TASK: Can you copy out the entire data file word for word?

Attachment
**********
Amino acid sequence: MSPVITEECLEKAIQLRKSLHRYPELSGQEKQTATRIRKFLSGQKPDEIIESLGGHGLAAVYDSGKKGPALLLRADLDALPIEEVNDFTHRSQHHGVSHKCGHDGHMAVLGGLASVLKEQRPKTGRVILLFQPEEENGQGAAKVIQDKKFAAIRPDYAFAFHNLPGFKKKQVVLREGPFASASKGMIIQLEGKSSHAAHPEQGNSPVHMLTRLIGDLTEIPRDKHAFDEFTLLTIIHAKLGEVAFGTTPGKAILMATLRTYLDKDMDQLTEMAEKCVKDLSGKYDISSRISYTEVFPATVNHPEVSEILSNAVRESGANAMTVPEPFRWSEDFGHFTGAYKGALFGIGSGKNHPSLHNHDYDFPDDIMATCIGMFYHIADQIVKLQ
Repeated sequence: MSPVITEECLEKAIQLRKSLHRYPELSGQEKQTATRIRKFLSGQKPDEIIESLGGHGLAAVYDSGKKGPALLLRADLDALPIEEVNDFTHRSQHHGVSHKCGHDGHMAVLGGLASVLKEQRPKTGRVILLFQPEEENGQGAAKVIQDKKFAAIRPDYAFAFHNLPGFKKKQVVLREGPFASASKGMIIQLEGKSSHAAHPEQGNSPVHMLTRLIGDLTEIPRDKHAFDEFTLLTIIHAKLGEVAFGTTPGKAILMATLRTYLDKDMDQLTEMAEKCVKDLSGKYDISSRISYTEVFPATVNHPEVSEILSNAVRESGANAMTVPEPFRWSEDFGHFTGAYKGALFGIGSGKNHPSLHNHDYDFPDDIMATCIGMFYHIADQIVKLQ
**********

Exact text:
Amino acid sequence: MSPVITEECLEKAIQLRKSLHRYPELSGQEKQTATRIRKFLSGQKPDEIIESLGGHGLAAVYDSGKKGPALLLRADLDALPIEEVNDFTHRSQHHGVSHKCGHDGHMAVLGGLASVLKEQRPKTGRVILLFQPEEENGQGAAKVIQDKKFAAIRPDYAFAFHNLPGFKKKQVVLREGPFASASKGMIIQLEGKSSHAAHPEQGNSPVHMLTRLIGDLTEIPRDKHAFDEFTLLTIIHAKLGEVAFGTTPGKAILMATLRTYLDKDMDQLTEMAEKCVKDLSGKYDISSRISYTEVFPATVNHPEVSEILSNAVRESGANAMTVPEPFRWSEDFGHFTGAYKGALFGIGSGKNHPSLHNHDYDFPDDIMATCIGMFYHIADQIVKLQ
Repeated sequence: MSPVITEECLEKAIQLRKSLHRYPELSGQEKQTATRIRKFLSGQKPDEIIESLGGHGLAAVYDSGKKGPALLLRADLDALPIEEVNDFTHRSQHHGVSHKCGHDGHMAVLGGLASVLKEQRPKTGRVILLFQPEEENGQGAAKVIQDKKFAAIRPDYAFAFHNLPGFKKKQVVLREGPFASASKGMIIQLEGKSSHAAHPEQGNSPVHMLTRLIGDLTEIPRDKHAFDEFTLLTIIHAKLGEVAFGTTPGKAILMATLRTYLDKDMDQLTEMAEKCVKDLSGKYDISSRISYTEVFPATVNHPEVSEILSNAVRESGANAMTVPEPFRWSEDFGHFTGAYKGALFGIGSGKNHPSLHNHDYDFPDDIMATCIGMFYHIADQIVKLQ